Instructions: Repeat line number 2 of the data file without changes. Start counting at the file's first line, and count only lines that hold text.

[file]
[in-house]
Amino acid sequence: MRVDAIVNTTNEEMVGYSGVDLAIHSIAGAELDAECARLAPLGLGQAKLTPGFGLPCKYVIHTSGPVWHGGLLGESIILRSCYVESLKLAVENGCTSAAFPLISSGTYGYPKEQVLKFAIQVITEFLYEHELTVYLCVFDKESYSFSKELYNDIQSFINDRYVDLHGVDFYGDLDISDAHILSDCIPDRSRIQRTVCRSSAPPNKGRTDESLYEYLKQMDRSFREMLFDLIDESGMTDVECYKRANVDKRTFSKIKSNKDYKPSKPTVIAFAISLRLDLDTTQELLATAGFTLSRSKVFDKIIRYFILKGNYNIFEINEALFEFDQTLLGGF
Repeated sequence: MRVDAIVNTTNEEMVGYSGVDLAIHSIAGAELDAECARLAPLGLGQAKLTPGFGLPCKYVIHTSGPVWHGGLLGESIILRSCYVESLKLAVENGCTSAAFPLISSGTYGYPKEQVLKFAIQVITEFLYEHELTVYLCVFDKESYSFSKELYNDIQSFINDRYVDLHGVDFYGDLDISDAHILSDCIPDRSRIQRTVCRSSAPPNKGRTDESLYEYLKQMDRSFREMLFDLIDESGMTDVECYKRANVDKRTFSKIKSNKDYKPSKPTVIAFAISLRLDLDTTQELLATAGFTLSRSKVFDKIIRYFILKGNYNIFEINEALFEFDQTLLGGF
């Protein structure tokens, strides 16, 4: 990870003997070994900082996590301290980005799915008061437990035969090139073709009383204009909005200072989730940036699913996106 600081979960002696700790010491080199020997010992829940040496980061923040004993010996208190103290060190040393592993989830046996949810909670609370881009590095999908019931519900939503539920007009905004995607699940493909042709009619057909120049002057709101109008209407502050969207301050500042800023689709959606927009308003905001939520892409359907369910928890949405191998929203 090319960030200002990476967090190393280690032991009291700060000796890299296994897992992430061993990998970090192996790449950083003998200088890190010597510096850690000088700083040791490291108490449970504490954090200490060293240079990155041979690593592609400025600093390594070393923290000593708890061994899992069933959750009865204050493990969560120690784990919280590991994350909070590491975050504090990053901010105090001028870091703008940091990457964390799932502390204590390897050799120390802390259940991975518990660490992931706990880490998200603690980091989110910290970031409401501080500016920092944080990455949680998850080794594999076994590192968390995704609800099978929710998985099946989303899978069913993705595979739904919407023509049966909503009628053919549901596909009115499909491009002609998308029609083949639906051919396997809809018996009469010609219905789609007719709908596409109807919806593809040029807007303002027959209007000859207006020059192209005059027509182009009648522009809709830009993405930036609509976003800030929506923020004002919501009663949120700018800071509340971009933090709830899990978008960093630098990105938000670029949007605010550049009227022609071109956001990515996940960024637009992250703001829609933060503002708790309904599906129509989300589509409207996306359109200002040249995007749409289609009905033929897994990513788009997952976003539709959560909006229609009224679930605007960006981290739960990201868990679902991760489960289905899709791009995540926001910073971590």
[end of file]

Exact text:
Amino acid sequence: MRVDAIVNTTNEEMVGYSGVDLAIHSIAGAELDAECARLAPLGLGQAKLTPGFGLPCKYVIHTSGPVWHGGLLGESIILRSCYVESLKLAVENGCTSAAFPLISSGTYGYPKEQVLKFAIQVITEFLYEHELTVYLCVFDKESYSFSKELYNDIQSFINDRYVDLHGVDFYGDLDISDAHILSDCIPDRSRIQRTVCRSSAPPNKGRTDESLYEYLKQMDRSFREMLFDLIDESGMTDVECYKRANVDKRTFSKIKSNKDYKPSKPTVIAFAISLRLDLDTTQELLATAGFTLSRSKVFDKIIRYFILKGNYNIFEINEALFEFDQTLLGGF